Treatment for an overweight or obese person incorporates a two-step process: assessment and management. Before starting a weight loss regimen, complications related to obesity, such as hypertension, type 2 diabetes, hyperlipidemia, atherosclerotic cardiovascular disease, osteoarthritis of the lower extremities, gallbladder disease, gout, and cancers should be assessed and managed. Risk factors that increase the cardiovascular risk of obesity include: cigarette smoking, hypertension, age >45 years for men or age >55 years for women, family history of premature CHD (coronary heart disease), high-risk LDL cholesterol (>160mg/dL), low HDL (<35mg/dL), and impaired fasting glucose (normal: 110–125mg/dL).

The three major components of weight-loss therapy are dietary therapy, physical activity, and behavior therapy.12 Lifestyle therapies should be attempted for at least six months before considering pharmacotherapy. Dietary therapy recommends a low calorie diet of 1000–1,200kcal/day for most women and 1,200–1,600kcal/day for most men. The goal is a weight loss of 1–2 pounds per week. Physical activity should also be an integral part of weight-loss therapy and maintenance. Moderate levels of physical activity for 30–45 minutes, 3–5 days a week is encouraged. This level of exercise is also beneficial for reducing risks of cardiovascular disease and type 2 diabetes. Behavior therapy is also a useful adjunct to planned adjustments in food intake and physical activity. These adjustments include self-monitoring, stress management, stimulus control, and social support.

Pharmacotherapy may be useful as an adjunct to diet and physical activity. Current guidelines recommend orlistat, phentermine, phendimetrazine, and diethylpropion. Orlistat is approved as prescription-only Xenical (Roche) which is indicated for use in adults and children >12 years of age. The recommended dose is 120mg three times a day with each main meal containing fat.13 It is also approved as an over-the-counter agent Alli (Roche) which is indicated for adults >18 years of age. The recommended dose is 60mg three times a day with each main meal containing fat.14,15 Phendimetrazine (Bontril PDM and Bontril Slow Release; Valeant) is approved for use only in adults. The recommended dose 35mg two or three times daily, one hour before meals, to a maximum of 210mg/day in three doses.16 Diethylpropion is approved for adults and children >16 years of age and comes as an immediate-release and a controlled-release tablet. The usual dose for the immediate-release diethylpropion is 25mg three times a day, one hour before meals, and in mid-evening if needed to cover for meals. 17 The usual dose for the controlled-release diethylpropion is 75mg once a day in the morning.18 With pharmacotherapy, appropriate monitoring for side effects is recommended. Pending the launch of the recently approved therapies, guidelines may shift in their approach regarding short-term treatment with older agents versus chronic therapy with the newer agents. Phentermine is approved for adults and children >16 years old. It is available in a capsule and tablet formulation (usual dose: 15–37.5mg/day given in 1–2 doses), as well as an orally- disintegrating tablet (usual dose: 15mg or 30mg taken every morning).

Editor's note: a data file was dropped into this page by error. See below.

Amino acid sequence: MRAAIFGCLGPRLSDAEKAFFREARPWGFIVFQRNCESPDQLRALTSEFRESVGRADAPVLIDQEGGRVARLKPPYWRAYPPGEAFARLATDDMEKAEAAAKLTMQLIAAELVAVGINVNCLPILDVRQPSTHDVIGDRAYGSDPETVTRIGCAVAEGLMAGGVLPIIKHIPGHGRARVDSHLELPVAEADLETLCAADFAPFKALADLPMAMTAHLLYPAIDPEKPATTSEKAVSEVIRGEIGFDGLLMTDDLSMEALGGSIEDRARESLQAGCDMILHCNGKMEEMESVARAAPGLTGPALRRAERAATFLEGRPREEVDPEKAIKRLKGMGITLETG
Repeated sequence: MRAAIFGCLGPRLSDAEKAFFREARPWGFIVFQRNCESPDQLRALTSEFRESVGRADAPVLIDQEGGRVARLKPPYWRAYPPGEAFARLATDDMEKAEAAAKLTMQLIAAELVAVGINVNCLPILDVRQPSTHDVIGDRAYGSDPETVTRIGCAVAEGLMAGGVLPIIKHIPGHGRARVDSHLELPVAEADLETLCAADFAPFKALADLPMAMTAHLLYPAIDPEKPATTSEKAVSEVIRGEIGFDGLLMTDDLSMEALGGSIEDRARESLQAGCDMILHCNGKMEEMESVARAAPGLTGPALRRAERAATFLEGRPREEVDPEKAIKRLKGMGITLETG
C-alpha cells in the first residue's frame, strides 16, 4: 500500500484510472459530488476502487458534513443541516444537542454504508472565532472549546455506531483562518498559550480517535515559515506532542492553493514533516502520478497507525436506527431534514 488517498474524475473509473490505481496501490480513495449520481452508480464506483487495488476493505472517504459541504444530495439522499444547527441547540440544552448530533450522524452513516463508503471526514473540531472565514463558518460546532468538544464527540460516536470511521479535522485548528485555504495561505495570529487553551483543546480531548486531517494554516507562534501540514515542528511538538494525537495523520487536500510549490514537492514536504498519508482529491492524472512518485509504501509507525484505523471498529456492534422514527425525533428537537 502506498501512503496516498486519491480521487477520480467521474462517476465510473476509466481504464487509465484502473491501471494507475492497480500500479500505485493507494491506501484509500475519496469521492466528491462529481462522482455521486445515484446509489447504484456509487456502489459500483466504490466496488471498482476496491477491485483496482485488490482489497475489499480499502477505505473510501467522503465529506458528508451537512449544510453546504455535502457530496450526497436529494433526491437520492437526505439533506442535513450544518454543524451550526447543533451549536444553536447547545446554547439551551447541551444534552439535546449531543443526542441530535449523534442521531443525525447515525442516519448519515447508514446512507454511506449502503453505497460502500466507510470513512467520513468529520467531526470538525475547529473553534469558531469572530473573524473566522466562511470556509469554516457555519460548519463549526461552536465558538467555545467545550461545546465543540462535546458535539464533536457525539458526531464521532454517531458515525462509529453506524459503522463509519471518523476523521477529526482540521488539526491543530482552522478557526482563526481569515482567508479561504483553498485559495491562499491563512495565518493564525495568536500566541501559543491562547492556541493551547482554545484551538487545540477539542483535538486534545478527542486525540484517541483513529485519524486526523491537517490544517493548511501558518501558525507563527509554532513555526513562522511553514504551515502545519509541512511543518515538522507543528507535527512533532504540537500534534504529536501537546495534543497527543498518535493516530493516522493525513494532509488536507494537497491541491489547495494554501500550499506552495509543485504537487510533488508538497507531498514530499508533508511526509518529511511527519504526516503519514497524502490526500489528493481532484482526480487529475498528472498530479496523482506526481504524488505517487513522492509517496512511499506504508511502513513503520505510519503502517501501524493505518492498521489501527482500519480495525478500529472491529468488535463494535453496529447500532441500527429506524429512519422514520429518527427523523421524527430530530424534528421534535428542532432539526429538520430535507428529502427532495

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A 10% reduction in body weight within six months to a year is considered good progress, however, it is important to recognize that some patients may be more apt to lose or gain weight depending on their regimen, and that this should not necessarily be attributed to the degree of compliance. Once achieved, weight maintenance should be encouraged through continued contact with the healthcare practitioner for education, support, and monitoring.